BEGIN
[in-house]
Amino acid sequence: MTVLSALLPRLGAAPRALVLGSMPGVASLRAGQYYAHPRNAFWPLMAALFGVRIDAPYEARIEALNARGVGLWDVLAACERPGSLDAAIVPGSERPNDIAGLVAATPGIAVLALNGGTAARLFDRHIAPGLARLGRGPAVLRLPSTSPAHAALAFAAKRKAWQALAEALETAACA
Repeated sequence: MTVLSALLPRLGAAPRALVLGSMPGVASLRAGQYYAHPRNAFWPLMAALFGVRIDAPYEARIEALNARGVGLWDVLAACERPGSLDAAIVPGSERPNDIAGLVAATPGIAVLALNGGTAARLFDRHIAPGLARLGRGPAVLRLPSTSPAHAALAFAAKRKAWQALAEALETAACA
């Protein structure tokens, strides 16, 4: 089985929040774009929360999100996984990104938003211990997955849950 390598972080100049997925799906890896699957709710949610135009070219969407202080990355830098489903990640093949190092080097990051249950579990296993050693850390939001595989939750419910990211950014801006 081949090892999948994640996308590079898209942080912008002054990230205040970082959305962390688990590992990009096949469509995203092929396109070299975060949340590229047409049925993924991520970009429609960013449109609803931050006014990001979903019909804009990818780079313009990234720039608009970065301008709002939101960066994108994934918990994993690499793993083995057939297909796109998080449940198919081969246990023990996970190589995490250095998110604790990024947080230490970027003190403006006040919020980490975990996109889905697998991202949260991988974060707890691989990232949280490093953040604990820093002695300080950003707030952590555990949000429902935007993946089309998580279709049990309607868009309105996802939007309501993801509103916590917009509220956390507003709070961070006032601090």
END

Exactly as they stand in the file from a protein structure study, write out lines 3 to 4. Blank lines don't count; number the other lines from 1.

Repeated sequence: MTVLSALLPRLGAAPRALVLGSMPGVASLRAGQYYAHPRNAFWPLMAALFGVRIDAPYEARIEALNARGVGLWDVLAACERPGSLDAAIVPGSERPNDIAGLVAATPGIAVLALNGGTAARLFDRHIAPGLARLGRGPAVLRLPSTSPAHAALAFAAKRKAWQALAEALETAACA
């Protein structure tokens, strides 16, 4: 089985929040774009929360999100996984990104938003211990997955849950 390598972080100049997925799906890896699957709710949610135009070219969407202080990355830098489903990640093949190092080097990051249950579990296993050693850390939001595989939750419910990211950014801006 081949090892999948994640996308590079898209942080912008002054990230205040970082959305962390688990590992990009096949469509995203092929396109070299975060949340590229047409049925993924991520970009429609960013449109609803931050006014990001979903019909804009990818780079313009990234720039608009970065301008709002939101960066994108994934918990994993690499793993083995057939297909796109998080449940198919081969246990023990996970190589995490250095998110604790990024947080230490970027003190403006006040919020980490975990996109889905697998991202949260991988974060707890691989990232949280490093953040604990820093002695300080950003707030952590555990949000429902935007993946089309998580279709049990309607868009309105996802939007309501993801509103916590917009509220956390507003709070961070006032601090």